Meanwhile, 1,127 votes were cast in online polls. Of these, 723 respondents, or 64%, looked for gold to rise next week. Another 251, or 22%, said it would be lower, while 153 voters, or 14%, were neutral in the near term.

Not only is bullish sentiment among retail investors holding at elevated levels, but participation in this week’s survey hit its highest level since early December, indicating that investors are starting to pay attention to gold again.

Mark Leibovit, publisher of the VR Metals/Resource Letter, one of the three bullish analysts in this week’s survey, said he is not ready to give up on gold’s momentum.

This week the gold market briefly entered into a technical bull market as prices rallied 20% from their November two-year lows. February gold futures last traded at $1,929.60 an ounce, roughly unchanged from the previous week.

“Though technically stretched, I would rather give the uptrend the benefit of the doubt,” he said.

Most analysts are expecting gold prices to see some renewed selling pressure as markets might be underestimating the Federal Reserve’s hawkish stance. Currently, markets are pricing in a 25-basis point move next week and see one more rate hike in March to end the current tightening cycle. At the same time, markets started to price in a rate cut as early as September.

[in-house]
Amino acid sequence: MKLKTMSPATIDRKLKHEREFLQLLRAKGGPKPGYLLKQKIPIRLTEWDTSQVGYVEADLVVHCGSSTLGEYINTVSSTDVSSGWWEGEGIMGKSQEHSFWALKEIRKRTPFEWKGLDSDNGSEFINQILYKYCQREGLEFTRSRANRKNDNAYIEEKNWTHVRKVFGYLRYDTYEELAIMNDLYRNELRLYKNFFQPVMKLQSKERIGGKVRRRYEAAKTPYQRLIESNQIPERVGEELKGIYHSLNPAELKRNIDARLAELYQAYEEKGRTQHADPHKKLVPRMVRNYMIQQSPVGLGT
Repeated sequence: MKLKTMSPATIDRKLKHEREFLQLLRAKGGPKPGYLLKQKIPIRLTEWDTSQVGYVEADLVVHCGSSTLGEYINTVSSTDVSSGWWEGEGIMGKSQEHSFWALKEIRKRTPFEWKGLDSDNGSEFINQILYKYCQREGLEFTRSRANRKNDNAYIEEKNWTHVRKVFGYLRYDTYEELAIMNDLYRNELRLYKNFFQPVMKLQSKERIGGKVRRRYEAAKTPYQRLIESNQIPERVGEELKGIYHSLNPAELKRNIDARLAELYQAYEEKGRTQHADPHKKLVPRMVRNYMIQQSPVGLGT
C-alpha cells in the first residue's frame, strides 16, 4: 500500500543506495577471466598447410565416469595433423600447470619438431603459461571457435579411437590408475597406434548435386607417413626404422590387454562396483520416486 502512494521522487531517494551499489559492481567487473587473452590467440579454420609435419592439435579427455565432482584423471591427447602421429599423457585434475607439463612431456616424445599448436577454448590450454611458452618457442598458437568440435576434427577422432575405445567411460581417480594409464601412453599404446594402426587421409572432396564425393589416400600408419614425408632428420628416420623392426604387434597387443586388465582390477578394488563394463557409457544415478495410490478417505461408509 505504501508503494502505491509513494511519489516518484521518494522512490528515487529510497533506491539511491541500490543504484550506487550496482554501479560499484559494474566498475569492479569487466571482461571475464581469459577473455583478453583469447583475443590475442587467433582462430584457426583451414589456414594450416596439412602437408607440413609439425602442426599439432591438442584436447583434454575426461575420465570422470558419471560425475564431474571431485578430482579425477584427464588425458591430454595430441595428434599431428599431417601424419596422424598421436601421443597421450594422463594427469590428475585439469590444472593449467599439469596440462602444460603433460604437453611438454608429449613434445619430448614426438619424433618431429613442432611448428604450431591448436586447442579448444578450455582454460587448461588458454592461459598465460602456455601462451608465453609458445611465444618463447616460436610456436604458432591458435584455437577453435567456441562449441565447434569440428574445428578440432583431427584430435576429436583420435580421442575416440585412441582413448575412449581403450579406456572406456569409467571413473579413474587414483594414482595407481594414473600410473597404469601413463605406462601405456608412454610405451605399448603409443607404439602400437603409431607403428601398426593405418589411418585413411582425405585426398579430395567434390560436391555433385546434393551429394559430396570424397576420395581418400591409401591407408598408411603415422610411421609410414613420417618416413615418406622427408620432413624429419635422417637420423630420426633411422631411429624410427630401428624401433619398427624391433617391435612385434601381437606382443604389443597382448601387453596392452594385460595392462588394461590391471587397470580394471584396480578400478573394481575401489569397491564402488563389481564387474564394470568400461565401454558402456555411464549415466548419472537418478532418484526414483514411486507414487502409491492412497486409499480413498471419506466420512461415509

However, Adam Button, chief market strategist at, said that gold’s exhaustion could be a sign that some investors don’t think the Fed is ready to signal a pause.

“If anything, they will be more hawkish than the market expects, so I’m cautious on gold for the first time in months,” he said.

Adrian Day, president of Adrian Day Asset Management, said he also thinks the gold market is vulnerable in the near term as a potential slowdown from the U.S. central bank could disappoint.

However, he added that he would buy gold on the pullback.

With so much bullish sentiment in the marketplace, many analysts think it’s only a matter of time before investors jump back into gold.

Disclaimer: The views expressed in this article are those of the author and may not reflect those of Kitco Metals Inc. The author has made every effort to ensure accuracy of information provided; however, neither Kitco Metals Inc. nor the author can guarantee such accuracy. This article is strictly for informational purposes only. It is not a solicitation to make any exchange in commodities, securities or other financial instruments. Kitco Metals Inc. and the author of this article do not accept culpability for losses and/ or damages arising from the use of this publication.